The Boy Of Summer -- Rodriguez's `Happiest Day:' Youngest All-Star Shortstop
Seattle Times Staff Reporter
Lourdes Navarro got a surprise - perhaps one of the delights of her life - when she returned to her Seattle hotel room yesterday and found a voice-message from her son.
He told her that he had been named to the American League All-Star team. Not too many moms over the years have ever received that kind of message.
Her baby, Alex Rodriguez, at 20 years, 11 months, thus became the youngest shortstop on any All-Star team. He is the 14th youngest player ever selected.
"It's very emotional, especially with my mom and family visiting here," said the Mariner shortstop. " . . . It's one of the happiest days of my life, a tremendous accomplishment."
Rodriguez is one of an unprecedented five Mariners going to Tuesday's game in Philadelphia. Center fielder Ken Griffey Jr. was the overall leading vote-getter, but he won't play because of a broken hamate bone in his right hand.
The other Mariners, all reserves named yesterday, are right-fielder Jay Buhner, catcher Dan Wilson and designated hitter Edgar Martinez. It's the third selection for Martinez. The three other Mariner reserves are first-timers.
For Buhner, it was an eight-year climb to the top.
"No doubt it took a lot longer than people thought it would, more than I thought it would," Buhner said. "It took a while to take the `potential' tag off. The fact that I made it when some people told me I couldn't do things makes it even more flattering."
Buhner added that the Mariners' AL West title last season, "and the way we played in the playoffs had a lot to do with having five people named."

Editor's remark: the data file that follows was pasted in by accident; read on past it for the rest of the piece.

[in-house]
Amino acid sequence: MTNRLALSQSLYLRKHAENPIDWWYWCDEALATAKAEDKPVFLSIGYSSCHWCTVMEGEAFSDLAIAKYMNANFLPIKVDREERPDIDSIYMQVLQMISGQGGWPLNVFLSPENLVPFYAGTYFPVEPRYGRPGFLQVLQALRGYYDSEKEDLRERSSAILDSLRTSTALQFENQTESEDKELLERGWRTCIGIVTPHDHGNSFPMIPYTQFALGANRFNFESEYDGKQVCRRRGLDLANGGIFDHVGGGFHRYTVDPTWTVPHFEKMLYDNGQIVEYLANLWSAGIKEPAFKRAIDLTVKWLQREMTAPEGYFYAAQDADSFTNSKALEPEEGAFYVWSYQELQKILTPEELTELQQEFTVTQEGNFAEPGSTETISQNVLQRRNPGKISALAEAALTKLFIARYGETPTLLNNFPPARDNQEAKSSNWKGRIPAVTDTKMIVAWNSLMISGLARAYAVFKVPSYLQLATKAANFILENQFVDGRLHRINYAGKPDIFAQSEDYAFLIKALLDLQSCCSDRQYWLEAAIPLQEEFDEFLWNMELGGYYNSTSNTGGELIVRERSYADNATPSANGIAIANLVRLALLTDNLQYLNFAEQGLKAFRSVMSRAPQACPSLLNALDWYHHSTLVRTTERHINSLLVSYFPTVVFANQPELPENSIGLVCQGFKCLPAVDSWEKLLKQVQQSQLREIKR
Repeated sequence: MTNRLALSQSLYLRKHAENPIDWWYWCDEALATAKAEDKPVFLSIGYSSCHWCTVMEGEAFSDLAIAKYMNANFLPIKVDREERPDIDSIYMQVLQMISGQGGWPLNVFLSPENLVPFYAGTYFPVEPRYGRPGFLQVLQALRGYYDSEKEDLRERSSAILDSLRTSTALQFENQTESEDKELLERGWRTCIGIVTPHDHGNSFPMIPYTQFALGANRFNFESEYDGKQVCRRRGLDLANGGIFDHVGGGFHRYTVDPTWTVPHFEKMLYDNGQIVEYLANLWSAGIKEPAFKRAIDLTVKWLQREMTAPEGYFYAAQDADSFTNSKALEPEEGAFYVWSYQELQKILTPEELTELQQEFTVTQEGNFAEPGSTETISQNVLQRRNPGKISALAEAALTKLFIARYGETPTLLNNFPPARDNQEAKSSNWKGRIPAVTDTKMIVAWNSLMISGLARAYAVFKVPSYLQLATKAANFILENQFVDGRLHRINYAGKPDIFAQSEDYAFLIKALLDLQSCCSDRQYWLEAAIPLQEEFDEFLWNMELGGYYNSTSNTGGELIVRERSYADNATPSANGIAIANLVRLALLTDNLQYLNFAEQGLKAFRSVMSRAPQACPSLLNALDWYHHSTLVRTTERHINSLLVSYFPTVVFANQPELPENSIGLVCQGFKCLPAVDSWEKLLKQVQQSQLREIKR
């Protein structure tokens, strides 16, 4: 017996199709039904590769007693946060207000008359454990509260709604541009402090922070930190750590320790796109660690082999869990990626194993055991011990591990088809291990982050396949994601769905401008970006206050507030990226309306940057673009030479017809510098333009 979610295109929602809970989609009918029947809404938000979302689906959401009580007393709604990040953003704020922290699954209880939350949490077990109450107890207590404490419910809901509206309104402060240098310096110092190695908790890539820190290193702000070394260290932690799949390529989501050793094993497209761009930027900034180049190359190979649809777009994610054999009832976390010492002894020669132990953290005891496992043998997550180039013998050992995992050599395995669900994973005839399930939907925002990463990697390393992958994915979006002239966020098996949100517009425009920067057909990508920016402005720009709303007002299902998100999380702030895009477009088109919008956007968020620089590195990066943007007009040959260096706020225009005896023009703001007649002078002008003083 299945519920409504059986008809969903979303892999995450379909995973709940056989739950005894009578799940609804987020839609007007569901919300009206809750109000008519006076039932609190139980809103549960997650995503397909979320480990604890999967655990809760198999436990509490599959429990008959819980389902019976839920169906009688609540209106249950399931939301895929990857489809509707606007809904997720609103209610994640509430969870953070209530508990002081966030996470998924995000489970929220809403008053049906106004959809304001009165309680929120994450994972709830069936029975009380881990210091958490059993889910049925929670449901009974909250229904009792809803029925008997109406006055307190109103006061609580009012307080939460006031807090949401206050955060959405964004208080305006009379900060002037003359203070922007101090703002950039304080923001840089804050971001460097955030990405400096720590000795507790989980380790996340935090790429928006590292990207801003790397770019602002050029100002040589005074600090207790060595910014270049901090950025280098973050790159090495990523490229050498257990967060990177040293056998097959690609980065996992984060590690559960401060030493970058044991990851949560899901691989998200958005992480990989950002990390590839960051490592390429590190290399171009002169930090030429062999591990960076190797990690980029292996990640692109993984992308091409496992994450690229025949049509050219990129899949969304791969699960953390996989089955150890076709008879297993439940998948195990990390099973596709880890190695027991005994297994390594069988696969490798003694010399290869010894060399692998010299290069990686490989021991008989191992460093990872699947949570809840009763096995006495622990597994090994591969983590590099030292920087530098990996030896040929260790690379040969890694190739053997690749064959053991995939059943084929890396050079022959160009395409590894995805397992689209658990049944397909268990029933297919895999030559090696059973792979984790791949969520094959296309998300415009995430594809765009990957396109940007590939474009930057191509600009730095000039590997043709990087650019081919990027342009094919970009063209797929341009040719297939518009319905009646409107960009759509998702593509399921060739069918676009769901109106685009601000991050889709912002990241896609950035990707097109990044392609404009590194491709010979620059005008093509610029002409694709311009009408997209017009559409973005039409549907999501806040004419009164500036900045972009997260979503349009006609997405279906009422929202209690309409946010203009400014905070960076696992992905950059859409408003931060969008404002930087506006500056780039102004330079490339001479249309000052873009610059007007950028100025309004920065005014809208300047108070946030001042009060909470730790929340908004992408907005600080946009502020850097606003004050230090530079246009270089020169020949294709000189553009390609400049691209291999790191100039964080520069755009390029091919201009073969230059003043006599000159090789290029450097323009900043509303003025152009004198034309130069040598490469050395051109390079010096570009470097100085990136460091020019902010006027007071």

Rodriguez said, "I can't say enough about what we did last year. If we had lost to California (in the playoff game), it might be just Junior and Jay, or Junior and Edgar, going to the game. That did so much for us I can't explain it."
Martinez was uncertain he would be named because he doesn't play a field position and the NL site precludes using the DH.
"That makes me feel good that they would still consider me," said Martinez, last season's AL batting champion.
He added that the first time he went, in 1992, "I was just happy to be around guys like Kirby Puckett and Cal Ripken. But when I came back last year, I felt more confident."
Wilson said he was "thrilled to death" to be selected.
"It's nice to be mentioned with some of those guys," he said. "But you can be an All-Star one season and not the next. It's a flaky game. You just have to keeping working hard at it."
Manager Lou Piniella said five selections, "means that people are recognizing the brand of baseball in Seattle has gotten better and they are being recognized for their efforts.
"It's . . . something they'll cherish forever," said Piniella, himself an All-Star in 1972. "If they never make it again, they can say they were (an) All-Star. In these kids' cases, I'm sure they will make it again."
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